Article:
Wallpapering Masterclass

My most recently completed project is wallpapering a feature wall in a Welsh Farmhouse… the photographs that I took had some great reactions on Twitter, so I thought it might be a good idea to blog about how I went about the project.

The wall itself is approximately 24 foot in length and 10 foot at its maximum height.

What makes this project interesting is a false chimney breast with alcoves recessed behind the wall to allow my clients to hang dressing gowns either side, out of sight.

My clients are currently renovating this farmhouse and the room that I was working in was an extension which formed a Master Bedroom suite. The subcontracted onsite painters had painted the newly plastered walls with a Farrow & Ball Estate Emulsion.

The project, not big, was quite complex.

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The walls , were sized and lined with Wallrock 55. Although the walls were ‘fresh’ plaster, they were cracked and crazed, I felt a non woven lining paper would be prudent to prevent any future issues with laddering etc.

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Once completely dry, I planned how the top paper was to be hung. The chosen paper was Zoffany from the Gustavus Collection. I also specified Zoffany paste to be used when hanging this particular paper… I always use the manufacturers recommended paste incase of any future issues.

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The pattern has a stem/vine effect running through it. which snakes left to right; it was particularly important that the pattern on the chimney wall and on the parallel wall behind match at eye level (particularly my client’s eye level) to give the illusion of a single, solid wall. I treated the wall as I would if it were a true chimney breast and started hanging the top paper from the centre line. As you can see from the photo above, I use a laser (Leica Lino L2) as my preferred means of creating a “plumb”.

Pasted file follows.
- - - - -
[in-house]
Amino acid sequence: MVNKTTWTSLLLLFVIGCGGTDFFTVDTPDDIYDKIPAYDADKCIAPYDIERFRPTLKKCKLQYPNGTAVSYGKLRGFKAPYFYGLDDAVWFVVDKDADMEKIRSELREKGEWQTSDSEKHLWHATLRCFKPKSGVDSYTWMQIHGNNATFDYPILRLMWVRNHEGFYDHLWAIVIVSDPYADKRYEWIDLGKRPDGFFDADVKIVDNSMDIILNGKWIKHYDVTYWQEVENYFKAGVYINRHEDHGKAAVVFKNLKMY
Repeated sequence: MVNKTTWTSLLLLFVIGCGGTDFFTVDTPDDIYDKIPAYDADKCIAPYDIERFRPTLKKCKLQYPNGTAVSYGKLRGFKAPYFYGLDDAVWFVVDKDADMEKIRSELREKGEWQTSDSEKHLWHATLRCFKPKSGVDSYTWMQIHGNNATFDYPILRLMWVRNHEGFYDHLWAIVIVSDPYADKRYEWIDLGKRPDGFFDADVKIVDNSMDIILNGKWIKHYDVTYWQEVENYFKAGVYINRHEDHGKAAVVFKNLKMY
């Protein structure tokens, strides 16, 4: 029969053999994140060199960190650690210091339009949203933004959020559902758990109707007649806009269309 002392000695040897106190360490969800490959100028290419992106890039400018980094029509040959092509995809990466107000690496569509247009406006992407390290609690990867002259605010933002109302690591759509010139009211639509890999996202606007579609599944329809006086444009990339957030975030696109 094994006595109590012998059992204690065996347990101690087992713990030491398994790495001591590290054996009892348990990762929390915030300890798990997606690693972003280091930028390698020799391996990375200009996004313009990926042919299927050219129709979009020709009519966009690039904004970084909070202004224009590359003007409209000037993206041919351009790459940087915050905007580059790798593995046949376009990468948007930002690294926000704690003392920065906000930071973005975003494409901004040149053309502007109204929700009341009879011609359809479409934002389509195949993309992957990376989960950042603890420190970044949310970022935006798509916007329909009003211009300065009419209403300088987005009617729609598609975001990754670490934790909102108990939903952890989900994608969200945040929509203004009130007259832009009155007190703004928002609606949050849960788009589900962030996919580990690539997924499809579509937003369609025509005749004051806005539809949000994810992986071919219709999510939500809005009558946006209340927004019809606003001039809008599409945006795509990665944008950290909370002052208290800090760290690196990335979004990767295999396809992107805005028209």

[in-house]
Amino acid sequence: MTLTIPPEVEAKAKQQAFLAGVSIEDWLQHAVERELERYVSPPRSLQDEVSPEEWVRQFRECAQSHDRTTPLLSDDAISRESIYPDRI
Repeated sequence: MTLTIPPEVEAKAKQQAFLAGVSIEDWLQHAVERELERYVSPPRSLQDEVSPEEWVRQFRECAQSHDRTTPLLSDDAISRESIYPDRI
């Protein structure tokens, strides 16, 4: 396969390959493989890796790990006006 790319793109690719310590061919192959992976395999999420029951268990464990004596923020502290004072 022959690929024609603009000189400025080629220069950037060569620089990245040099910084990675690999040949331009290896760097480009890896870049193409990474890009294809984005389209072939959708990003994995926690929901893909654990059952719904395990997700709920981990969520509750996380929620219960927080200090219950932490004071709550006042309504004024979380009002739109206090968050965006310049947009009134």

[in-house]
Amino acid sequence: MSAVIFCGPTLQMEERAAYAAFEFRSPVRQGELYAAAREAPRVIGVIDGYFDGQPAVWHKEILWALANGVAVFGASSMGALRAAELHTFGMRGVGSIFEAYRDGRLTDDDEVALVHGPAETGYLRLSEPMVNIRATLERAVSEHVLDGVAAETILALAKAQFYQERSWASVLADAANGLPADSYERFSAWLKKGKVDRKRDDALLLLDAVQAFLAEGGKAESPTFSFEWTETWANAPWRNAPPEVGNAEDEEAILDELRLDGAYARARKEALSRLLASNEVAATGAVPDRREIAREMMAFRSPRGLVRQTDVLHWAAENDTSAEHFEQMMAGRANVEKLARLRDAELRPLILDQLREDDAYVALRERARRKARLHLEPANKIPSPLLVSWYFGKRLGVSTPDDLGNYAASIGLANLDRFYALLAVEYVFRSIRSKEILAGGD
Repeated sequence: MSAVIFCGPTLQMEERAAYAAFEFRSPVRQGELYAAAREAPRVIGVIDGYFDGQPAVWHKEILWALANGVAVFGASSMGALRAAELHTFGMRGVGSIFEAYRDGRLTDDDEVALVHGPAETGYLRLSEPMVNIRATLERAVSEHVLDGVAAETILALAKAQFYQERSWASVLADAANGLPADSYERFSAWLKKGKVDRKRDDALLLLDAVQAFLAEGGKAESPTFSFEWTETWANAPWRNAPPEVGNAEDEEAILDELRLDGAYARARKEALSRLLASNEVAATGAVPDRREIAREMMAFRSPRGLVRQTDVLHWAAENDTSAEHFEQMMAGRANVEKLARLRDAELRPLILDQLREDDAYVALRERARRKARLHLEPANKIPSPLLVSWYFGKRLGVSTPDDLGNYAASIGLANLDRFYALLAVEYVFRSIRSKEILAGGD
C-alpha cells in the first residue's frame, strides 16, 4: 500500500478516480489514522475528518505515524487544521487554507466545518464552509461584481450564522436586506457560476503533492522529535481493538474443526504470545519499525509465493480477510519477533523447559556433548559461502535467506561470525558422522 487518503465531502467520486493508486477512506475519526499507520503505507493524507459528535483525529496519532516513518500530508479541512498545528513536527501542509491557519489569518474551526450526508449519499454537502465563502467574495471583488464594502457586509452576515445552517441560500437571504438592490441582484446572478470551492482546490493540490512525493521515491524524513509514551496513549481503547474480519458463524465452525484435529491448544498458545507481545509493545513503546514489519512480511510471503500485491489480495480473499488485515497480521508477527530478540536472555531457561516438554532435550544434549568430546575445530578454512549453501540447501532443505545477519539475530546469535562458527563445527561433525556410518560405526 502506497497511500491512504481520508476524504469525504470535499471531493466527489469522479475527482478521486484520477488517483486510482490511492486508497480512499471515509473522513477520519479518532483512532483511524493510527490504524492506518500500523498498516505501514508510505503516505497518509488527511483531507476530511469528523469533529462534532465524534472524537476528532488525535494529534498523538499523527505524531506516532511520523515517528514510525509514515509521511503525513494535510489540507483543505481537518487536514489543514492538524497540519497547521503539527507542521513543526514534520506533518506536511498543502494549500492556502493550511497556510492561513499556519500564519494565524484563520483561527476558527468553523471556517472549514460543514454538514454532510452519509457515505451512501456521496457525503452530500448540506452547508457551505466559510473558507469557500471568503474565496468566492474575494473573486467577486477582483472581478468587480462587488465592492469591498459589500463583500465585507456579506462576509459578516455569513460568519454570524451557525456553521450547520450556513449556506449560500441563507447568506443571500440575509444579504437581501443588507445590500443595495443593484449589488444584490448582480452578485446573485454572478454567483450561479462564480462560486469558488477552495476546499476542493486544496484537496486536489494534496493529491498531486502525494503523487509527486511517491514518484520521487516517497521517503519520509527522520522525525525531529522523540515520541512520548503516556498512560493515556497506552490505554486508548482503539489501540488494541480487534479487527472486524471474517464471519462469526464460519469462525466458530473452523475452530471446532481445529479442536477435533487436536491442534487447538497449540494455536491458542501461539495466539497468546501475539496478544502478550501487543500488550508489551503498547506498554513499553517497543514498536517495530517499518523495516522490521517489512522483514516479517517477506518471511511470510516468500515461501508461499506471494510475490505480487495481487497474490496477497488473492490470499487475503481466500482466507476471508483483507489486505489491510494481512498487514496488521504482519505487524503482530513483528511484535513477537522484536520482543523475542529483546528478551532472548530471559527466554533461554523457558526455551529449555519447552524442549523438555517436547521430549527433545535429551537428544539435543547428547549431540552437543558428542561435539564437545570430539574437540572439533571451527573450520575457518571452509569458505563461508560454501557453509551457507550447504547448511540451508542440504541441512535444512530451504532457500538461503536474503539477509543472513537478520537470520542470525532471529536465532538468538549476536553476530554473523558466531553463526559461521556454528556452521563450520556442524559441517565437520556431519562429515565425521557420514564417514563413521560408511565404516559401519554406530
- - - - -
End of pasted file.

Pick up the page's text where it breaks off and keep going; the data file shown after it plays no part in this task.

IMG_1760After the first, I worked on the right hand drop, then the left… (see above). installing the paper behind two electric lamps, two double sockets, two light switches and a telephone point

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…Until the front wall and it’s alcoves (inside) were complete.

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As you can see above, the parallel rear walls needed the pattern to fall in the same position as the front wall – I therefore needed to start hanging from the centre of the wall; ensuring that the patterns aligned perfectly, making necessary compensations for parallax… not a common starting point.

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There were many calculations that I needed to make, in order for the finished project to appear balanced and look “correct”. All corners were, of course cut and not rounded.

I had many positive comments from tradespeople who saw me working on these walls, and quite a few “wow’s”. My clients were over-the-moon with the finished result and astounded with the level of detail that had been taken.

This project goes to show that although a feature wall might at first site appear to be straightforward, it is the attention to detail that lifts it from the ordinary to the extraordinary.

For further examples of my painting and decorating portfolio, please visit my website; www.mjguestltd.co.uk

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